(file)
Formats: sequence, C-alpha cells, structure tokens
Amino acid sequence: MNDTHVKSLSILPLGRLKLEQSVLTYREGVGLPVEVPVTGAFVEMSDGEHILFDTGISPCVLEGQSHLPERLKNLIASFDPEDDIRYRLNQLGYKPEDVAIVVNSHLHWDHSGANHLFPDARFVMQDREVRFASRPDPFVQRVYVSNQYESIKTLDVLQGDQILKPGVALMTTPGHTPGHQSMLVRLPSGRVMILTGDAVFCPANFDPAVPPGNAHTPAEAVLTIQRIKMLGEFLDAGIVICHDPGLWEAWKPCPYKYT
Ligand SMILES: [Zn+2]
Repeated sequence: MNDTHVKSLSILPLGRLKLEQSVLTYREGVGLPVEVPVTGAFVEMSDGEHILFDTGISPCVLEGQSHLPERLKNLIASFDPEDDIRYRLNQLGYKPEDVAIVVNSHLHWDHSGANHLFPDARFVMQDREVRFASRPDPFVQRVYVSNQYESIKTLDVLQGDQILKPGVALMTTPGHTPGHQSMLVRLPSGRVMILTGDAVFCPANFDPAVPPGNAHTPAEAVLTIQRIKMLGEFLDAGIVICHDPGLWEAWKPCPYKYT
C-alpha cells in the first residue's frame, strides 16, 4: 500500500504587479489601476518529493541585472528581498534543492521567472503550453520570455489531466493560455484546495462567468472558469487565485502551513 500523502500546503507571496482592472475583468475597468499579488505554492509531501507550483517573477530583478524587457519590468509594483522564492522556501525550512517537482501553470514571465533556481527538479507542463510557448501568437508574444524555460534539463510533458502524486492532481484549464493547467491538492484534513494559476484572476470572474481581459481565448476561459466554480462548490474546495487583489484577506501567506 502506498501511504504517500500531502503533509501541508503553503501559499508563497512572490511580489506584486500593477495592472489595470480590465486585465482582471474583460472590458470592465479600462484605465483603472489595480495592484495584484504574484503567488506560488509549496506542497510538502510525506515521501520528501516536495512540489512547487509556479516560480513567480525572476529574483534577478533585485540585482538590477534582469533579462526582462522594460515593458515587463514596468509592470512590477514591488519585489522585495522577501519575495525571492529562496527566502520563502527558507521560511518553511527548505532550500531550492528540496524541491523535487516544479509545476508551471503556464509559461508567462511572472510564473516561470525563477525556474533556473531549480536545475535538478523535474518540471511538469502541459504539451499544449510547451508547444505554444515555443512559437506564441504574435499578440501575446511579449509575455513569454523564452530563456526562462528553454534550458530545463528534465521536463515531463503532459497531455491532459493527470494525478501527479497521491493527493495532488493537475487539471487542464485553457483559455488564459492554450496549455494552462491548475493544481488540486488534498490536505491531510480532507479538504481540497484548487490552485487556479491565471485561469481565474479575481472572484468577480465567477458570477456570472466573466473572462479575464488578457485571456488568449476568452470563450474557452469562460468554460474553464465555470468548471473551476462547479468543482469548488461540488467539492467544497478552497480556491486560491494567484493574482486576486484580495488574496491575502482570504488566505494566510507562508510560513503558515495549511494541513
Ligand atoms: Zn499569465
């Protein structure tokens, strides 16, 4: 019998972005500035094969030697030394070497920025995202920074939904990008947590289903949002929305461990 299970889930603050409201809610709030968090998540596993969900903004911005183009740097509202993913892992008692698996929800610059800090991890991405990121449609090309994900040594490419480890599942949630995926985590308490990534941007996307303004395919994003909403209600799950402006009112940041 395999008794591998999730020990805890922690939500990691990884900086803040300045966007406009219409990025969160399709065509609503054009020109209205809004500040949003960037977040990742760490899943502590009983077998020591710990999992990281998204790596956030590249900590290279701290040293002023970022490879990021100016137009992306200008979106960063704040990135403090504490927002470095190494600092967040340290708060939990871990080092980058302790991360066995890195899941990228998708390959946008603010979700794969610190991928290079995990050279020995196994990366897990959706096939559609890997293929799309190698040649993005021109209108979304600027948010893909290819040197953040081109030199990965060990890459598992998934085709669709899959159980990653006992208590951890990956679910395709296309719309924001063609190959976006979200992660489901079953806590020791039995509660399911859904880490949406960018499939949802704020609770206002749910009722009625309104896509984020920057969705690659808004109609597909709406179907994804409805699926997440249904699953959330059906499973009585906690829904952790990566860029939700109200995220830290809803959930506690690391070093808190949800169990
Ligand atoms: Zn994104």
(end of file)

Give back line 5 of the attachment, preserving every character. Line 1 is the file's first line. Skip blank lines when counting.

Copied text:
C-alpha cells in the first residue's frame, strides 16, 4: 500500500504587479489601476518529493541585472528581498534543492521567472503550453520570455489531466493560455484546495462567468472558469487565485502551513 500523502500546503507571496482592472475583468475597468499579488505554492509531501507550483517573477530583478524587457519590468509594483522564492522556501525550512517537482501553470514571465533556481527538479507542463510557448501568437508574444524555460534539463510533458502524486492532481484549464493547467491538492484534513494559476484572476470572474481581459481565448476561459466554480462548490474546495487583489484577506501567506 502506498501511504504517500500531502503533509501541508503553503501559499508563497512572490511580489506584486500593477495592472489595470480590465486585465482582471474583460472590458470592465479600462484605465483603472489595480495592484495584484504574484503567488506560488509549496506542497510538502510525506515521501520528501516536495512540489512547487509556479516560480513567480525572476529574483534577478533585485540585482538590477534582469533579462526582462522594460515593458515587463514596468509592470512590477514591488519585489522585495522577501519575495525571492529562496527566502520563502527558507521560511518553511527548505532550500531550492528540496524541491523535487516544479509545476508551471503556464509559461508567462511572472510564473516561470525563477525556474533556473531549480536545475535538478523535474518540471511538469502541459504539451499544449510547451508547444505554444515555443512559437506564441504574435499578440501575446511579449509575455513569454523564452530563456526562462528553454534550458530545463528534465521536463515531463503532459497531455491532459493527470494525478501527479497521491493527493495532488493537475487539471487542464485553457483559455488564459492554450496549455494552462491548475493544481488540486488534498490536505491531510480532507479538504481540497484548487490552485487556479491565471485561469481565474479575481472572484468577480465567477458570477456570472466573466473572462479575464488578457485571456488568449476568452470563450474557452469562460468554460474553464465555470468548471473551476462547479468543482469548488461540488467539492467544497478552497480556491486560491494567484493574482486576486484580495488574496491575502482570504488566505494566510507562508510560513503558515495549511494541513